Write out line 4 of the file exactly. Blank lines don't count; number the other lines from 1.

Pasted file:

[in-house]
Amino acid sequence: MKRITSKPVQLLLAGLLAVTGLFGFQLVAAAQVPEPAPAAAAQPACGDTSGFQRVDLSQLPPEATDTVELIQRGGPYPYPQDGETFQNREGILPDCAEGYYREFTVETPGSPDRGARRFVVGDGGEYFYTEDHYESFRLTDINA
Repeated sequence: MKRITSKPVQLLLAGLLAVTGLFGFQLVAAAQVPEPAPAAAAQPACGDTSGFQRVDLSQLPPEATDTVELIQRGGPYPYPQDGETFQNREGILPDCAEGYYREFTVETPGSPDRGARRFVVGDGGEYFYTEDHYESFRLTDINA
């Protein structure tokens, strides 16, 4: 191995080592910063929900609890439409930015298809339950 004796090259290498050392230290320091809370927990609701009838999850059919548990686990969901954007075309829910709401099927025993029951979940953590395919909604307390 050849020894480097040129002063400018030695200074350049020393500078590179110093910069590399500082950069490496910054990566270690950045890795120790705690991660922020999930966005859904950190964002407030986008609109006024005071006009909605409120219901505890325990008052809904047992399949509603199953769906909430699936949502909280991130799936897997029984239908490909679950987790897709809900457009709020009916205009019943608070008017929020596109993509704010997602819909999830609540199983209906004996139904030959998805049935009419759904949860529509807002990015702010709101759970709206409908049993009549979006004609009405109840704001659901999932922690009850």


């Protein structure tokens, strides 16, 4: 191995080592910063929900609890439409930015298809339950 004796090259290498050392230290320091809370927990609701009838999850059919548990686990969901954007075309829910709401099927025993029951979940953590395919909604307390 050849020894480097040129002063400018030695200074350049020393500078590179110093910069590399500082950069490496910054990566270690950045890795120790705690991660922020999930966005859904950190964002407030986008609109006024005071006009909605409120219901505890325990008052809904047992399949509603199953769906909430699936949502909280991130799936897997029984239908490909679950987790897709809900457009709020009916205009019943608070008017929020596109993509704010997602819909999830609540199983209906004996139904030959998805049935009419759904949860529509807002990015702010709101759970709206409908049993009549979006004609009405109840704001659901999932922690009850």